I am writing this article from New Providence, the capital island of The Bahamas, an archipelago stretching thousands of miles in the Atlantic Ocean. New Providence is mere miles from Grand Bahama and Abaco, which were ravaged by Hurricane Dorian in 2019. As lifetime occupants of an extraordinarily active hurricane corridor with nowhere to flee inland from the miles of sea surrounding us, it is no wonder that we, the people of The Bahamas, are concerned about climate change.
Environmental Social and Governance (ESG) factors are increasingly buzzy terms in investment circles, with real implications for the globe and particularly low-lying countries like The Bahamas. ESG and the regulations that have arisen surrounding it, recognise that such factors are additive measures for evaluating an investment or a company. and from a company’s perspective, an important part of managing risk.
In addition, many ESG disclosures for listed and large companies and investment managers are now mandatory in jurisdictions such as the EU with its Taxonomy Regulation and Non-Financial Reporting Directives and the UK with its Task Force on Climate-related Financial Disclosures. Others are in development and likely to be based, at least in part, upon the International Sustainability Standards Board (ISSB) standards adopted in July 2023 by the International Organization of Securities Commissions (IOSCO), of which The Bahamas is a long standing ‘A’ member.
The coalescing of global disclosure regimes could not have come at a more critical time for The Bahamas. Earlier this year, I wrote that The Bahamas had big aspirations to lead the dialogue on climate finance regionally and globally. This had been demonstrated most notably by advancing its legislative framework, introducing the Carbon Market Initiatives Act (supporting The Bahamas’ Sovereign Carbon Credit Program) and the Carbon Trading Act 2022 (providing a registration framework for carbon exchanges, carbon trading businesses, and carbon registries).
The Bahamas’ aspirations would undoubtedly have been challenged by the widely publicised news that many carbon offsets are useless for the mitigation of global warming, and the general dip in carbon market pricing which roiled the voluntary carbon markets. If many of these sustainable investments are the opposite of sustainable, how do we, as a global community, even approach net zero emissions? The answer is in clear rules and regulations and The Bahamas is no doubt keen to ensure that its carbon project is validated and verified appropriately. Bahamas regulation now also provides a framework for the regulation of carbon exchanges, carbon registries, and carbon trading businesses. What’s missing now is a local framework/guidance on disclosure for publicly listed companies, investment funds, and fund managers.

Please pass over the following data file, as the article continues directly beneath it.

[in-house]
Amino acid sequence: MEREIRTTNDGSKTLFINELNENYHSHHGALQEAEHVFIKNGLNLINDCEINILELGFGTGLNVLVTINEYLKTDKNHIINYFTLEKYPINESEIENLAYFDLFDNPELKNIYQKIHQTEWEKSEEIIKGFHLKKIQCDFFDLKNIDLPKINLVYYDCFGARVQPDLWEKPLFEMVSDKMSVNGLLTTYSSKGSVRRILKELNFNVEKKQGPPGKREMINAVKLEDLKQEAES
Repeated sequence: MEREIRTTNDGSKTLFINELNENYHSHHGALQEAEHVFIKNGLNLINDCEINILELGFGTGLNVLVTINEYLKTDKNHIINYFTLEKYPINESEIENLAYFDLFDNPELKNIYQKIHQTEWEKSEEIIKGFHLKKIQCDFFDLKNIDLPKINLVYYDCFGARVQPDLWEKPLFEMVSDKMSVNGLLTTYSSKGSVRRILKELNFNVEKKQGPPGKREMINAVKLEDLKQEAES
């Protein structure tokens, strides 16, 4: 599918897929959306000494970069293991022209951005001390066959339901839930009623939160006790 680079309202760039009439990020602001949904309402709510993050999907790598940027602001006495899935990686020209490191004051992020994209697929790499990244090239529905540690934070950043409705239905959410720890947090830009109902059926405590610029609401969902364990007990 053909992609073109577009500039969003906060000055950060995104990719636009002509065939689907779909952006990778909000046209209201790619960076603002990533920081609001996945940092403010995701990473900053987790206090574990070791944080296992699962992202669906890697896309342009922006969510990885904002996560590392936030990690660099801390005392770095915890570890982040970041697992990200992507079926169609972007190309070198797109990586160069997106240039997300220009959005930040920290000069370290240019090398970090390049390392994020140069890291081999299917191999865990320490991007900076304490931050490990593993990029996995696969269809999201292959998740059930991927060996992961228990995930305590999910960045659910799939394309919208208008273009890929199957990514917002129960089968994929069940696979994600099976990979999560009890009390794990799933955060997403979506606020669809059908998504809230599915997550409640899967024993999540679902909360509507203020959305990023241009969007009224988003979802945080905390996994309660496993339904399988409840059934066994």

Investors are increasingly clamoring for metrics to help them evaluate the sustainability practices of companies in which they invest. In addition, it is sensible that a fund’s documents should include disclosures on what, if any, ESG criteria are considered by an investment manager. This should be even more expansive where the fund brands itself as a sustainable fund. These disclosures are generally helpful to managers, in their capacity as fiduciaries. While an investment manager has a fiduciary duty to act in the best interests of the investment fund and its investors, a poorly conceptualised ESG policy and practice may run counter this obligation. For instance, a manager may fail to properly due diligence the investments falling victim to ‘green washing’ or other types of fraud.
It is now largely indisputable that ESG factors have a material impact on a fund’s investments and investment managers are perfectly entitled to have a policy on sustainable investments, but these factors should be disclosed to the fund and to investors, and investment policy mandates should be explicit in this respect. Applying an internationally consistent approach would enable investment managers, listed companies, and investment funds to be evaluated by investors on consistent metrics but, most importantly, would be yet another positive step towards net zero.
Partner, Graham Thompson, Bahamas